An economic study commissioned by three rail supply trade groups has determined that the U.S. rail supply industry’s impact to the nation’s GDP exceeded $75 billion in 2020.
The report , sponsored by the Railway Supply Institute, the Railway Engineering-Maintenance Suppliers Association and the Railway Tie Association, suggests that the industry’s contributions come from more than $15 billion in tax contributions at the federal, state and local levels, as well as employment impacts of more than 680,000 jobs — for which the average pay of $91,200 is 34% higher than the national average.
The railway supply industry includes companies that produce rail cars and locomotives as well as rail infrastructure assets such as signals, rail ties and railway maintenance equipment. These components would be for both freight and passenger rail.
The report was prepared in partnership with Oxford Economics and designed to show the direct and indirect ways that the railway supply industry contributes to the U.S. economy.
“The contribution of the rail supply industry underscores the far-reaching importance of the rail manufacturing sector’s support of quality jobs, which enable rail transportation to move billions of tons of raw materials and finished goods. Our modeling shows that rail supply supports economic activity in every state,” said Hamilton Galloway, head of consulting for Oxford Economics, in a Monday release.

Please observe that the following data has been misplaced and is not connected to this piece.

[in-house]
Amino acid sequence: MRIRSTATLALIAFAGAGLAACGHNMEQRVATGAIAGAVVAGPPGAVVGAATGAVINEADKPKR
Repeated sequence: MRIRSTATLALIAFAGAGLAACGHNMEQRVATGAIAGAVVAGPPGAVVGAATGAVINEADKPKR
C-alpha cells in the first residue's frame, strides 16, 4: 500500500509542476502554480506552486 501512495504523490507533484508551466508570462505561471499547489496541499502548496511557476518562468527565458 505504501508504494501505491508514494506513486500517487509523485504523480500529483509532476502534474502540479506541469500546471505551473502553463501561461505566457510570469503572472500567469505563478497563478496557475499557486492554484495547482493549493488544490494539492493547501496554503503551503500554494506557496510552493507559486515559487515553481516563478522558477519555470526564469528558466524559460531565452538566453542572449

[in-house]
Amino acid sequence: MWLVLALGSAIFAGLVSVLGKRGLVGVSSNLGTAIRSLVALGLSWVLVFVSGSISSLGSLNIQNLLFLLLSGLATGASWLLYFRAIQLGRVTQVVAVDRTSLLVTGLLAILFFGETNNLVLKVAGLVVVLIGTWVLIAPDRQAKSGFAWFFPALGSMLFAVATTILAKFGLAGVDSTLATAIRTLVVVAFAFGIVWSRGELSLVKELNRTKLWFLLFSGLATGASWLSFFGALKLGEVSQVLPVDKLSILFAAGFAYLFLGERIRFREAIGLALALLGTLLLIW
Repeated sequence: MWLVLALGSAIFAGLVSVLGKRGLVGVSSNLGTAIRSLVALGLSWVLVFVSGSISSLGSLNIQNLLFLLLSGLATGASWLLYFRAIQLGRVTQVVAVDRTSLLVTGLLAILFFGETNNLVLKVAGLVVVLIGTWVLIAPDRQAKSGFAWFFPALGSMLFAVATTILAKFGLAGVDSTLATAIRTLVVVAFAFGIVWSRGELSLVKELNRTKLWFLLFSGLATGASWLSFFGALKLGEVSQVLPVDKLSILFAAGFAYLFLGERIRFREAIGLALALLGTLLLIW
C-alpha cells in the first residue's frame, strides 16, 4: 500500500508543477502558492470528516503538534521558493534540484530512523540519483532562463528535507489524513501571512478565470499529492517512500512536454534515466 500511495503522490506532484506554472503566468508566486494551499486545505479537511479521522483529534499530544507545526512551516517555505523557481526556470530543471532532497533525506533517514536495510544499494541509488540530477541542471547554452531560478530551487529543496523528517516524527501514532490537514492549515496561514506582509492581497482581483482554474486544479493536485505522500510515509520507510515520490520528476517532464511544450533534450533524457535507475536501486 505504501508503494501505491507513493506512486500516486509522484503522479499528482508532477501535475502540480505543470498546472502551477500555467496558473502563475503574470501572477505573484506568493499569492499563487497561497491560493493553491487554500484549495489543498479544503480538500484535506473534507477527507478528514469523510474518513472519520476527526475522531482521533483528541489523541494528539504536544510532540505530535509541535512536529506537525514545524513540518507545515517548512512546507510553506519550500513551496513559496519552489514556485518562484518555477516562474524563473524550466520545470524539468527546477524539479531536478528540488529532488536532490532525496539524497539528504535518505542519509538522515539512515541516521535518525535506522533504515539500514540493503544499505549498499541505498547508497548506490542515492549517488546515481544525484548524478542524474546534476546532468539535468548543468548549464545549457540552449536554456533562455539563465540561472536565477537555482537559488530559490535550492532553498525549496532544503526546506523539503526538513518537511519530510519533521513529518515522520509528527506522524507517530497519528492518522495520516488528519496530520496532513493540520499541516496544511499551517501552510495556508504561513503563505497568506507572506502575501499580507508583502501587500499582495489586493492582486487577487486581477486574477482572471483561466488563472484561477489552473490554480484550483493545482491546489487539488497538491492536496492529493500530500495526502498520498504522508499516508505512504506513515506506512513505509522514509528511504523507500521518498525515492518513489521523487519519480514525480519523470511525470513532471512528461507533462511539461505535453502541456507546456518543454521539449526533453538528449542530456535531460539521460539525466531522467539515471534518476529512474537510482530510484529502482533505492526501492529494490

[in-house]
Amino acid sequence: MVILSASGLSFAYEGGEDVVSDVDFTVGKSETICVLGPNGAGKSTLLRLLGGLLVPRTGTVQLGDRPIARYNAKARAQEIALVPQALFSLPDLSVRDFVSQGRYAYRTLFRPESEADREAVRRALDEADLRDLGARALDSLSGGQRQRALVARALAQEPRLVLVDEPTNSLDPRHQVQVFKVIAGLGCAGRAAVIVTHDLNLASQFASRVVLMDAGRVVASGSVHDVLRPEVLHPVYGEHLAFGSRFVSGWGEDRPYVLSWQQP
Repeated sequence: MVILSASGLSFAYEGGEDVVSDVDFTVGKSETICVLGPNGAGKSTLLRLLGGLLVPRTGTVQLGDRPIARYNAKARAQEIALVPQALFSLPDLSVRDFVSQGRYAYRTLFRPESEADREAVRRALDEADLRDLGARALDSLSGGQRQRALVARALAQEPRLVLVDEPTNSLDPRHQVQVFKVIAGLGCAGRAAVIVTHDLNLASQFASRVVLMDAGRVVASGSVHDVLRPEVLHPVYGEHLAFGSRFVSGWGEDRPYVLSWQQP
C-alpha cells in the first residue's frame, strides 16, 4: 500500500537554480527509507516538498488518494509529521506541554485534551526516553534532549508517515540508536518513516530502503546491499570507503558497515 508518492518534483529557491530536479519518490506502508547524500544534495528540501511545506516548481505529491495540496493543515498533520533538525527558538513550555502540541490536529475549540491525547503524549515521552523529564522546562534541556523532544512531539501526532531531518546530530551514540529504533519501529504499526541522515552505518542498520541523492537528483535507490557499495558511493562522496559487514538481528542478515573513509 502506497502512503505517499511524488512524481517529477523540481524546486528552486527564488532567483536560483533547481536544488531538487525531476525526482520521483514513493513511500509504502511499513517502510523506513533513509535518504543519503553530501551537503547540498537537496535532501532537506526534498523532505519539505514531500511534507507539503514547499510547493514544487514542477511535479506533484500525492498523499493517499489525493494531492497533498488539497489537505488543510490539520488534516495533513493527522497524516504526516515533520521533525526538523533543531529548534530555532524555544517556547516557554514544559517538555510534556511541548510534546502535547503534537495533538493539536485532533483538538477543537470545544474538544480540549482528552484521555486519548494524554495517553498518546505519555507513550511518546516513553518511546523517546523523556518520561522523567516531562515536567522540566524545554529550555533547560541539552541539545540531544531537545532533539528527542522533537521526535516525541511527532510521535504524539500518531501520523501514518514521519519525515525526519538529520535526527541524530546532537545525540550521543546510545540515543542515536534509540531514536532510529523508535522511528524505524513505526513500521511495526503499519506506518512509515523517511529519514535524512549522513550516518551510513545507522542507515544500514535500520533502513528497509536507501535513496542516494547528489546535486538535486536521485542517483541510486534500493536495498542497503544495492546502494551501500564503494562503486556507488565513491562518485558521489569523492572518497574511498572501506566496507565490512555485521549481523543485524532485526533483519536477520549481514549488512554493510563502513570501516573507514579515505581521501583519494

To determine the industry’s economic contribution, the study looked at direct impacts, such as those working directly for the industry, indirect impacts, such as those who are part of the rail suppliers’ supply chains, and induced impacts, or the economic activity supported as direct and indirect employees spend their wages on consumer goods.
The railway supply industry’s direct contribution in 2020 included $27.7 billion in economic output and 239,272 jobs, while the indirect contribution consisted of $22.2 billion in economic output and 191,071 jobs. Meanwhile, induced impacts were calculated to be around $25.9 billion in output and 252,082 jobs.
“As the $75.8 billion total GDP footprint is 2.7 times the $27.7 billion GDP of the railway system itself, the GDP multiplier of the rail supply industry is 2.7,” the study said. “This means that every $100 of value-added output in the rail supply industry leads to $170 of additional value-added output in other industries due to the production in the supply chain and employee spending impact. This multiplier is similar to that of rail transportation, retail gasoline stores, and air transportation industries.”
The study determined that the railway supply industry’s jobs multiplier is 2.9. “This means that every job in the rail supply industry supports 1.9 jobs in other industries. This puts it ahead of other US industries such as machine shops, truck transportation, and ferrous metal foundries.”
The study concluded: “The rail supply industry serves a critical role in the efficient operation of the rail transportation sector by producing rail equipment and infrastructure and providing maintenance and repair services. Freight rail is one of the major industries in the US economy as it transports more long-distance freight than any other mode of transportation. However, consistent investment in maintaining rail infrastructure and updating the fleet is needed to ensure that rail transport can meet demands for freight transportation in the next decade of economic growth.”